Thanks to hundreds of deer-inflicted accident reports filed each year and a 1940s cartoon that disturbed several generations of viewers, the deer is one of the most well-known species in the U.S. In Louisiana, we have white-tailed deer, named for the white undersides of their tails.

Like many of the other animals in North Louisiana, deer are shy, elusive animals that rarely encounter people. If you’ve ever been to North Louisiana, you know that’s a flagrant lie, and if you put that in your report, your teacher will fail you. The truth is that deer are everywhere, in forested areas near roads, in roads, and, often, even in the fender of your car.

Deer are crepuscular, meaning that they are most active at dawn and dusk and are more active at night than during the day. They also often sprint across roads during low-light conditions. They can sprint up to 30 miles an hour and leap up to ten feet high and thirty feet forward. However, they freeze when they sense predators, which is undoubtedly how they view cars, since they will stop to greet oncoming traffic with their bodies.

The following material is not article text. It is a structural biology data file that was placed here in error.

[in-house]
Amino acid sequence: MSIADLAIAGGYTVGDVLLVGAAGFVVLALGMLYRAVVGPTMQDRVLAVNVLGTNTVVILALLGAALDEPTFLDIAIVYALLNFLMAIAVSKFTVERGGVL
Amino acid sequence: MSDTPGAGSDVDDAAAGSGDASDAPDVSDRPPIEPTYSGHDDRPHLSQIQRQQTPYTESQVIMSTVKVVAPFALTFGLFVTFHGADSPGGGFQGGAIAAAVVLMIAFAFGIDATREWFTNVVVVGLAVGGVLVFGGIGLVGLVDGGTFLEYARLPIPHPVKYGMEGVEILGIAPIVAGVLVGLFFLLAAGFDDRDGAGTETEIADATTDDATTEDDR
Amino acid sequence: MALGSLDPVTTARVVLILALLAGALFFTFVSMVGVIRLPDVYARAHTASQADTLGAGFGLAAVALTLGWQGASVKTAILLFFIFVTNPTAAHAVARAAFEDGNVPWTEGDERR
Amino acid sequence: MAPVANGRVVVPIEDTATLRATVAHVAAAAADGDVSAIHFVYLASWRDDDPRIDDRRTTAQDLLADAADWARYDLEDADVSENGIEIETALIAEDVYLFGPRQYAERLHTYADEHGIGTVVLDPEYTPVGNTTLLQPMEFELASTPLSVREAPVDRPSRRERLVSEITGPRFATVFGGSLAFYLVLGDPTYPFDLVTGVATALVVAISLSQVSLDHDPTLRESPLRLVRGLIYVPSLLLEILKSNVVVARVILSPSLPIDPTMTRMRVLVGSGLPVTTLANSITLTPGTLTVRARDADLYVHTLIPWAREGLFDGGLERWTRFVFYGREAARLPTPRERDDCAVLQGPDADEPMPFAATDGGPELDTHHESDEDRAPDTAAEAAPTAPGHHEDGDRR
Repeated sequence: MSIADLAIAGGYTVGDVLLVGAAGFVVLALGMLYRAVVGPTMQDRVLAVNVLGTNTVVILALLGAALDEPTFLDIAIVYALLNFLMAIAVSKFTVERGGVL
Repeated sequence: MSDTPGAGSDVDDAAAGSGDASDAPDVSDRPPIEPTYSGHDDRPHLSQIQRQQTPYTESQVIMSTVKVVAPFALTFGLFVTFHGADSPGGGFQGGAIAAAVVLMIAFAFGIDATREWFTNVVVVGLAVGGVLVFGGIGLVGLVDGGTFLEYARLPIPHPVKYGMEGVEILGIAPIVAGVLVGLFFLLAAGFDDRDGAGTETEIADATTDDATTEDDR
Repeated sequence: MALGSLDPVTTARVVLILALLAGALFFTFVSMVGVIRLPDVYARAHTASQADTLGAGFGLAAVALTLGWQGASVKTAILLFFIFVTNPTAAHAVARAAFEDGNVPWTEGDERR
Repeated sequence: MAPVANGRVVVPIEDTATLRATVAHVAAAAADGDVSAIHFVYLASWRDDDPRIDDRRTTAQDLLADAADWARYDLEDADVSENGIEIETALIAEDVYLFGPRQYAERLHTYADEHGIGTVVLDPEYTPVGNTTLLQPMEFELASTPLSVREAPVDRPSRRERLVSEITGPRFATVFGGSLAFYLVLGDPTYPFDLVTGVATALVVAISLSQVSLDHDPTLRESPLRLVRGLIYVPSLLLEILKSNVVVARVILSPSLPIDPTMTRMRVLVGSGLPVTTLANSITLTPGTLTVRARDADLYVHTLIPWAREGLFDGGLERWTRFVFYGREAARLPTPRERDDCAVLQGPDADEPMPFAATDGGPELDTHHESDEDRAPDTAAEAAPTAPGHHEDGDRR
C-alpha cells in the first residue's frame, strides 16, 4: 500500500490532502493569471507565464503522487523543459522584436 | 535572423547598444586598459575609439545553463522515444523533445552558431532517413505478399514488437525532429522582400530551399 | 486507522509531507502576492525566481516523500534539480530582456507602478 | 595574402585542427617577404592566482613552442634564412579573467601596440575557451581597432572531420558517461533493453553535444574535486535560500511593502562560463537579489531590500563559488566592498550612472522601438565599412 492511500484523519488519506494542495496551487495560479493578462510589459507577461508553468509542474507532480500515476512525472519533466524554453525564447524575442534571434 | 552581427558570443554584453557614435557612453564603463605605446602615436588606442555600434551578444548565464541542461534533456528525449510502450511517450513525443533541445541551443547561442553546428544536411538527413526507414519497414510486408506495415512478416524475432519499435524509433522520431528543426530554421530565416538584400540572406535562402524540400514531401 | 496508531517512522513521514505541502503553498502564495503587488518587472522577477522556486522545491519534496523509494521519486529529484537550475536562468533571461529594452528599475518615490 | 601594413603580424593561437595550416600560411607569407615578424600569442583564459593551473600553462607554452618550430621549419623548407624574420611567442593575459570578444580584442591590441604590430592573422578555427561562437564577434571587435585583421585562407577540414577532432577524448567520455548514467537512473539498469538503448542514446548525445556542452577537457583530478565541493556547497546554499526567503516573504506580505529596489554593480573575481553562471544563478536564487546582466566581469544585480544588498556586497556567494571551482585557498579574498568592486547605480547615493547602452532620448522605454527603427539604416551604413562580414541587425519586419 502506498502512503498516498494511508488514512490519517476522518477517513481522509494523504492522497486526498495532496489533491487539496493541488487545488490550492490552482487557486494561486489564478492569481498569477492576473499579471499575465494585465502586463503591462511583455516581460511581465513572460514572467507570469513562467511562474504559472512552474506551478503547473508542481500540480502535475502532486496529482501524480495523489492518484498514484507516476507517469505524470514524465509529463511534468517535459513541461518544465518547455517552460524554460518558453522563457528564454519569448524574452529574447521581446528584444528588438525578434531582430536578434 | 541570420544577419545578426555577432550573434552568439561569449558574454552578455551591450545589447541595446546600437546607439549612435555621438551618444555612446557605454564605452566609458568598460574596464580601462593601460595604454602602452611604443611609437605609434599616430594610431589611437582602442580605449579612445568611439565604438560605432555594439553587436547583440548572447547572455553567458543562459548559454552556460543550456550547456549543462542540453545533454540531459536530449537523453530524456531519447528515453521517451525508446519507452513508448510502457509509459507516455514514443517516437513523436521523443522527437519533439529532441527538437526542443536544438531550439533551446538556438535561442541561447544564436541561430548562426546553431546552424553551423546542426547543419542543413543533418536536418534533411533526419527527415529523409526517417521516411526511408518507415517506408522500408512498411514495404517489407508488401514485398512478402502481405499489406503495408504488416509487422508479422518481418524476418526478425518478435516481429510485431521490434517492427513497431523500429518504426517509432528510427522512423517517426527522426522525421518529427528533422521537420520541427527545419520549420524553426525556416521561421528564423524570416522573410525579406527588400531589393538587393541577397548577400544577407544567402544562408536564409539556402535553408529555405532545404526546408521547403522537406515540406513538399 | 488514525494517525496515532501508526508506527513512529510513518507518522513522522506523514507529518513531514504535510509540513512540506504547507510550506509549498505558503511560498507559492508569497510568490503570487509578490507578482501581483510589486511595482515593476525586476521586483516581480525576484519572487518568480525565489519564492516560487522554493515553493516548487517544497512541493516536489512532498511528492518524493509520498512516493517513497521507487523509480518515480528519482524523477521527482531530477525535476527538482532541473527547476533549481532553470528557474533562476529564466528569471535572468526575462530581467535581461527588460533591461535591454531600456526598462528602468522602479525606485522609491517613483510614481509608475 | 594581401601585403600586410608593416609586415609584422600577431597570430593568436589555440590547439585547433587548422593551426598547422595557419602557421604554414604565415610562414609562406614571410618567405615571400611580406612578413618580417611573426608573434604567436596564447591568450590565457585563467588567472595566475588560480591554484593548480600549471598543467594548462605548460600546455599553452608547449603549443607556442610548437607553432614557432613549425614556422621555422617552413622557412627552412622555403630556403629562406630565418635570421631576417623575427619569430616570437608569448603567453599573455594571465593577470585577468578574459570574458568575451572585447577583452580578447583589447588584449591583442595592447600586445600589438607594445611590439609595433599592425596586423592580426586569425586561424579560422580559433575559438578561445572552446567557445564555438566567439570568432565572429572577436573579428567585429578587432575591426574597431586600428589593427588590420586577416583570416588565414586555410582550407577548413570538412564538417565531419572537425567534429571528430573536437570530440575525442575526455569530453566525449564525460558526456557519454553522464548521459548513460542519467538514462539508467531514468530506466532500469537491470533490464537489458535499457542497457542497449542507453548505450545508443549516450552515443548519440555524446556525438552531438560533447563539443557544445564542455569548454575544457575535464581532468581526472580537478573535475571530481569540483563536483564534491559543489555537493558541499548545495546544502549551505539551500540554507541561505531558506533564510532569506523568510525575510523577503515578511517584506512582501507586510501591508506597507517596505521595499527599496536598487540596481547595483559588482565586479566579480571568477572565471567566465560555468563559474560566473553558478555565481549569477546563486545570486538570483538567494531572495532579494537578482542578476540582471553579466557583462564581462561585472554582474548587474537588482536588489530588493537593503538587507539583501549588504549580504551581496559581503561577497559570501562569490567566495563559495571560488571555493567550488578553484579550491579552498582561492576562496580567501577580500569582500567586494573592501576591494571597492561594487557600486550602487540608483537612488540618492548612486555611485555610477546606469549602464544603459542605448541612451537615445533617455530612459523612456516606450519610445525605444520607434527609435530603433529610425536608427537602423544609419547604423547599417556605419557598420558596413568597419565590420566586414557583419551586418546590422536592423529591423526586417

Unlike some mammals, white-tailed deer do not hibernate and are often more active in fall and winter than in the summer. Deer are herbivores that graze on leaves, twigs, fruits, nuts, fungus, and grass and other plants, and they often find plenty of food in North Louisiana even in the winter. Deer may have ranges of several hundred acres, around which they wander in search of shelter and food.

Does (those are female deer, as any Julie Andrews fan can tell you) can be especially dangerous if they are protecting their young. Do not approach a fawn that seems to be alone, as the mother may be nearby and she may become aggressive if she feels her fawn is threatened. Deer often attack pets and people, especially when fawns are nearby. If you need to get rid of a deer in your yard, contact a local nuisance wildlife trapper to safely remove it.

Where to Find North Louisiana Deer

You can find deer in and near forests and roads.